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About the Warnells

Completed in August 2001, the Center is named in honor of Mary Kahrs Warnell, wife of Daniel B. Warnell and mother of five children, including sisters Dorothy Warnell, who died in 1996, and Carolyn Warnell Bryan, who deeded the land for both the forest and the Center. The Center was dedicated on 7 November 2001.

Daniel Brooks Warnell (1881-1945)

daniel b warnell oil painting

Daniel Brooks Warnell was born to Asa Winfield Warnell and Mary Jane Edwards Warnell on 30 October 1881 in Groveland, Georgia. He was married to Mary Alice "Mamie" Kahrs Warnell on his birthday in 1907. Daniel and Mary had 5 children: Harold Brooks Warnell, William Alvin Warnell, Anna Dorothy Warnell, Carolyn Adel Warnell (Bryan) and Charles Frederick Warnell. The Warnell family lived in Groveland, Georgia until 1927 when they moved to Pembroke, Georgia.

Daniel was President of the Pembroke National Bank from 1935 until his death in 1945. He served as Bryan County Commissioner from 1924-1925, was a State Representative for the Georgia House of Representatives from 1931-1937, and was a Georgia State Senator from 1937-1939. He was also a trustee of the Pembroke School District from 1923-1937 and served as Chairman for the Pembroke School District from 1925-1937.

From the early age of 10, Daniel was highly involved in the naval stores production business in south Georgia. He was well established in the industry the year he was married, 1907, and by 1915, he was the "most prominent naval stores producer in Bryan County…[and] with the exception of Henry Ford, Warnell was the largest employer in Bryan County during the 1920s and 1930s (Sullivan 2000)." You can still see trees that bear the trademark 'catfaces' of turpentine production on the Dorothy Warnell Research, Education and Demonstration Forest.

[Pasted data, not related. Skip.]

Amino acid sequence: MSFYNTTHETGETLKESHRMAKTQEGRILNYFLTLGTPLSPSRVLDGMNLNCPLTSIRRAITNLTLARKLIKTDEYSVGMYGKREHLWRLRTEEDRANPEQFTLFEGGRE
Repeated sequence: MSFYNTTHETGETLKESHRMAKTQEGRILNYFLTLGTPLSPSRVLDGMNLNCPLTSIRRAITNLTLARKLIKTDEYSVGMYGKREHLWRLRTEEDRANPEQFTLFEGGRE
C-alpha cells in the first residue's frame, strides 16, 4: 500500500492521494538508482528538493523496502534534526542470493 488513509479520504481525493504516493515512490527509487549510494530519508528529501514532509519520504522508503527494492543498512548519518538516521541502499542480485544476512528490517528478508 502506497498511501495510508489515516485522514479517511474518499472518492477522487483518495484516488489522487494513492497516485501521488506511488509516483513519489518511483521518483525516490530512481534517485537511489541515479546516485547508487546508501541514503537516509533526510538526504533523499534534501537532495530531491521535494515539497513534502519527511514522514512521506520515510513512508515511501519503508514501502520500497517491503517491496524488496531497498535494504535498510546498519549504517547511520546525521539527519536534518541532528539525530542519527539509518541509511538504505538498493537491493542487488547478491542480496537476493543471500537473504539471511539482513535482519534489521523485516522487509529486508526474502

Perhaps Daniel's greatest contribution to the timber industry was not his involvement in the naval stores industry, but that of a gift of pine trees to a researcher named Charles Herty. In 1933, Daniel Warnell supplied southern yellow pine trees to Dr. Herty for an experiment on whether pine could be used in the manufacturing of paper pulp and the rest, as they say, is history.

Mary Alice "Mamie" Kahrs Warnell (1880-1936)

Mary Kahrs WarnellMary Alice "Mamie" Kahrs Warnell was born on 11 March 1880 to John Henry Kahrs and Anna Louisa Faulbeir Kahrs in Charleston, South Carolina. Upon her marriage to Daniel Brooks Warnell on 30 October 1907, Mary left the modern comforts and conveniences of Charleston to move to rural Bryan County, Georgia. Mary was a devoted wife and mother of five children: Harold Brooks Warnell, William Alvin Warnell, Anna Dorothy Warnell, Carolyn Adel Warnell (Bryan) and Charles Frederick Warnell.

During the Dedication of the Mary Kahrs Warnell Forest Education Center, her granddaughter and namesake, Mary Warnell, had this to say about her grandmother:

"As a wife and mother, my grandmother is remembered as a lady of grace and dignity. She was warm, affectionate, generous, full of kind deeds, a great source of strength, Holy in character, and of strong moral worth."

Sources of information on the Warnells are the following:

  • The History of Bryan County by the Bryan County Historical Society (1986)
  • From Beautiful Zion to Red Bird Creek: A History of Bryan County, Georgia by Buddy Sullivan (2000)
  • Personal communication with the Warnell family

If you would like to learn more about the Warnell family or the turpentine industry in south Georgia, both books are on display at the Mary Kahrs Warnell Forest Education Center. The books were donated to the Mary Kahrs Warnell Forest Education Center on 7 November 2001 by the children and grandchildren of Mr. and Mrs. Charles F. Warnell, Sr.